- The Washington Times - Monday, August 31, 2009

Another giveaway

Just as the Obama administration pushed the Department of Transportation to jump-start car sales with the “cash for clunkers” program, the Department of Energy will give rebates to people who purchase energy-efficient appliances, such as refrigerators, to help “create and save” jobs.

President Obama’s stimulus bill, which passed earlier this year, contained nearly $300 million to encourage Americans to purchase “Energy Star”-qualified appliances such as central air conditioners, heat pumps, boilers, furnaces, room air conditioners, clothes washers, dishwashers, freezers, refrigerators and water heaters.

In order to get the money flowing to consumers, each state must submit its plan for processing the rebates and recycling the old appliances to the Department of Energy by Oct. 15. Administrators say consumers could begin receiving rebates as early as November.

Although the program is not yet under way, critics unhappy with the government giveaways have already disparaged it by calling it “dollars for dishwashers.”

The rebates for energy-efficient appliances will be much less than those offered for fuel-efficient vehicles. Under cash for clunkers, new-car purchases were eligible for rebates between $3,500 and $4,500. The dollars for dishwashers benefit will likely be between $50 and $200 depending on the appliance purchased and the rebate rates set by the state where it is bought.

Audit the Fed

Rep. Barney Frank, Massachusetts Democrat and House Financial Services Committee chairman, said he expects a bill sponsored by former Republican presidential candidate Rep. Ron Paul that would audit the Fed to pass out of his committee in October as part of a larger regulatory package.

If added to Mr. Frank’s other proposed reforms, the proposal by Mr. Paul, Texas Republican, could give a boost to a financial regulation package the Obama administration wanted to pass last spring. The Fed bill has 282 co-sponsors, including every Republican member of the House and a considerable number of Democrats. The Senate’s lead sponsor of the bill is Sen. Bernard Sanders, Vermont independent and a self-described socialist.

The Government Accountability Office, under current law, has no power to audit the Federal Reserve. Mr. Paul’s bill would empower the government watchdog to do so and make its findings available to the public.

Mr. Frank was asked at a town-hall meeting when he would put the bill up for a vote in committee, and after giving a lengthy explanation of current problems with the Federal Reserve, Mr. Frank said he was working with Mr. Paul and that “this will probably pass in October.”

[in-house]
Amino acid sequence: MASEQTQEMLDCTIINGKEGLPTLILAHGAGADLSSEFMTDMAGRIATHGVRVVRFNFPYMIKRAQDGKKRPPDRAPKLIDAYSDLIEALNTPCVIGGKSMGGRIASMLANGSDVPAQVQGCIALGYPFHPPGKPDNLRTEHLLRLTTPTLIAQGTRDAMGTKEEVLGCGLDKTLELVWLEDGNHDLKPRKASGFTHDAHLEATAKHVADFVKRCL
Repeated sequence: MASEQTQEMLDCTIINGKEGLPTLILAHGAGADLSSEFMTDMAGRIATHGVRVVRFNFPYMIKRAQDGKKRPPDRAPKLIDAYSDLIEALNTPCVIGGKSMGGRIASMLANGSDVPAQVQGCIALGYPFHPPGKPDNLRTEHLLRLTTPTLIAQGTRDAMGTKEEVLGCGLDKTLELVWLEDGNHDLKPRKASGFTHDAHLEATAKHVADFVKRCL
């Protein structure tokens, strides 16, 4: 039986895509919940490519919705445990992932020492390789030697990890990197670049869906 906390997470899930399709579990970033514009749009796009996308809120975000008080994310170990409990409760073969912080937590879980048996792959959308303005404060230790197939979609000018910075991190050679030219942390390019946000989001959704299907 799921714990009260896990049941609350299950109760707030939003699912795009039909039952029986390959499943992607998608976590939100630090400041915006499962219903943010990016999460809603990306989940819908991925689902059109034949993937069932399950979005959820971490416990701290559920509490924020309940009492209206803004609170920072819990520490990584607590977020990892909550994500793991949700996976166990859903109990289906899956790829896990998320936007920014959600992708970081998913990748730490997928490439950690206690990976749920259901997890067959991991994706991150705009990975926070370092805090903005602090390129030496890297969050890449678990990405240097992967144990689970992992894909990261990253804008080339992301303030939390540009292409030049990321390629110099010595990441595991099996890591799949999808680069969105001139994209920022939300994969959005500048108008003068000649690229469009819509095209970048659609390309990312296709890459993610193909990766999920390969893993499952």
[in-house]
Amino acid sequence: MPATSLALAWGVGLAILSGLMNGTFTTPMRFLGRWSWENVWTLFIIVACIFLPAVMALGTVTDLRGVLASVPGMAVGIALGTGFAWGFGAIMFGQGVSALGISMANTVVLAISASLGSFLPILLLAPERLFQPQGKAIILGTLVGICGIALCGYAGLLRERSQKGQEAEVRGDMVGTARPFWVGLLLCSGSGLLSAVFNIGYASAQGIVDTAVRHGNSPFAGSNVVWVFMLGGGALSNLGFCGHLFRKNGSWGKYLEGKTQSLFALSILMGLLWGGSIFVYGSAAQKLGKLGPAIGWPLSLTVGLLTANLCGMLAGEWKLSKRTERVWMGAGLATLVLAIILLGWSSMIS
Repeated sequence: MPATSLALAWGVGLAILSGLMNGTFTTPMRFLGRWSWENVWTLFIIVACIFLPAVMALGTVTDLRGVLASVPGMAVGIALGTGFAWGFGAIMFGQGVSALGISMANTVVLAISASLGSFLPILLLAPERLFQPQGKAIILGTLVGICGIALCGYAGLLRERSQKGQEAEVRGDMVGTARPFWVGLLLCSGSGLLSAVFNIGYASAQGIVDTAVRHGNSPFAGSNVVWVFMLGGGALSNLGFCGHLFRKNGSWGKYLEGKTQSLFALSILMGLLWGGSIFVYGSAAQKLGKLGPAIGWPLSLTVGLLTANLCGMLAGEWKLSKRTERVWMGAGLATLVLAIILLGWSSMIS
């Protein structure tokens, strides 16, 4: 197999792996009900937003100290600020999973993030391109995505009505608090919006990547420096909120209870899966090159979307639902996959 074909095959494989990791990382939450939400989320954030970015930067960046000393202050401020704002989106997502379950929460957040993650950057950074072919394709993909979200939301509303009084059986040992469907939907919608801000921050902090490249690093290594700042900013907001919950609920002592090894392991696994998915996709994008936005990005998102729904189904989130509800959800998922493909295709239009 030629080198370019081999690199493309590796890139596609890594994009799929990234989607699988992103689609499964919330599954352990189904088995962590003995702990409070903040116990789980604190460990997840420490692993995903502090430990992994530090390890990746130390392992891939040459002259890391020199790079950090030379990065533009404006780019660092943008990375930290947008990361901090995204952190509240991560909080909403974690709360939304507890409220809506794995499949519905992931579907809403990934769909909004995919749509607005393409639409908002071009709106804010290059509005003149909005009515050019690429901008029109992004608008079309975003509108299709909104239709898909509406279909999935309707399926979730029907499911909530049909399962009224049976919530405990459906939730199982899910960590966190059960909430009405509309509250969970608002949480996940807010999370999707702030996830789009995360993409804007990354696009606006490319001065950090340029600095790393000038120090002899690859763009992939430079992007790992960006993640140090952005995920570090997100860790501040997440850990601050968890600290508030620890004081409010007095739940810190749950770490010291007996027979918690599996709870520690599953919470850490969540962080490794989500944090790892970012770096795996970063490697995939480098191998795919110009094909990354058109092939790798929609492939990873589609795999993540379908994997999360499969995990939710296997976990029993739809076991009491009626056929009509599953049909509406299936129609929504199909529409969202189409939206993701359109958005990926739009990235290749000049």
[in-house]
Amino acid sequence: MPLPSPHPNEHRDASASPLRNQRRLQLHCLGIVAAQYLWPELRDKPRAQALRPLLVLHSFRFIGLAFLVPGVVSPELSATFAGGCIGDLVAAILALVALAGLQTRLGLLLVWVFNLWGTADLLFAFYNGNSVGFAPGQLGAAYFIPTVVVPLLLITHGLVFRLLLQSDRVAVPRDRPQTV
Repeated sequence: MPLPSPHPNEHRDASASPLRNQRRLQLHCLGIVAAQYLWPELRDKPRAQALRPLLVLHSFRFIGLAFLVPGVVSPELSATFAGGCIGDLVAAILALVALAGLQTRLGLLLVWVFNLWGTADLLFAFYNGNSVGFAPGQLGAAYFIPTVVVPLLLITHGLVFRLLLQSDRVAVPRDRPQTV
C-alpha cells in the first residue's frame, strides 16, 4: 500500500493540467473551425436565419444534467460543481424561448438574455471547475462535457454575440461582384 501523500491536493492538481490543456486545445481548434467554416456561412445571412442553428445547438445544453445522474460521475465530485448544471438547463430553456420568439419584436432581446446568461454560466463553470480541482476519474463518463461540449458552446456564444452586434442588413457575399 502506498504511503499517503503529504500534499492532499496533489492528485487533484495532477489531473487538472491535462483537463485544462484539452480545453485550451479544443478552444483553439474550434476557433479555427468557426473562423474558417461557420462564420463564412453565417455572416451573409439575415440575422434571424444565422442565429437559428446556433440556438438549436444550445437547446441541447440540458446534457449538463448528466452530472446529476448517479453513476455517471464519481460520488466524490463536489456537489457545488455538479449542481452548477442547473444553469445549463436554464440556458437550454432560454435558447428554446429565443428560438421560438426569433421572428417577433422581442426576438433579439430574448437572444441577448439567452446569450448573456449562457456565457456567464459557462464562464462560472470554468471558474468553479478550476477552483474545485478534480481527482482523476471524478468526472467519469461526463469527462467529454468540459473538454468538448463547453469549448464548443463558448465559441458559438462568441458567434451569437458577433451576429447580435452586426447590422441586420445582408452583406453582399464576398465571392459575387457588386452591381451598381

Bachmann’s zinger

At another town hall meeting, Rep. Michele Bachmann, Minnesota Republican, was challenged by a man on the state of U.S. health care versus that in Britain.

While answering his question and reciting problems reported in the media with the shortage of doctors and facilities to accommodate what’s been called Britain’s “birth boom,” Mrs. Bachmann was interrupted by a heckler who yelled “that happens here!”

After a bit of arguing with the unidentified heckler, Mrs. Bachmann put him is his place with a quip that drew laughter and applause from the audience.

“I’ve given birth probably more than you have, sir,” the mother of five children and 23 foster children zinged.

Minnesota-based news outlets as well as conservative blogs that are generally supportive of Mrs. Bachmann posted the video clip of the exchange on their Web sites over the weekend.

Quoted and noted

“I would run for office at some point in my life.”

- Fox News personality Sean Hannity on his program last week during a panel discussion with NPR’s Juan Williams, Republican strategist Noelle Nikpour and former NCAA football coach Lou Holtz.

Immediate reaction

“You would? You would? That would interesting, that would be fascinating. I can imagine your opponents, I mean how much tape would there exist? It would be unlimited!”

- Mr. Williams, appearing a bit bewildered by Mr. Hannity’s political ambitions

Amanda Carpenter can be reached at acarpenter @washingtontimes.com.

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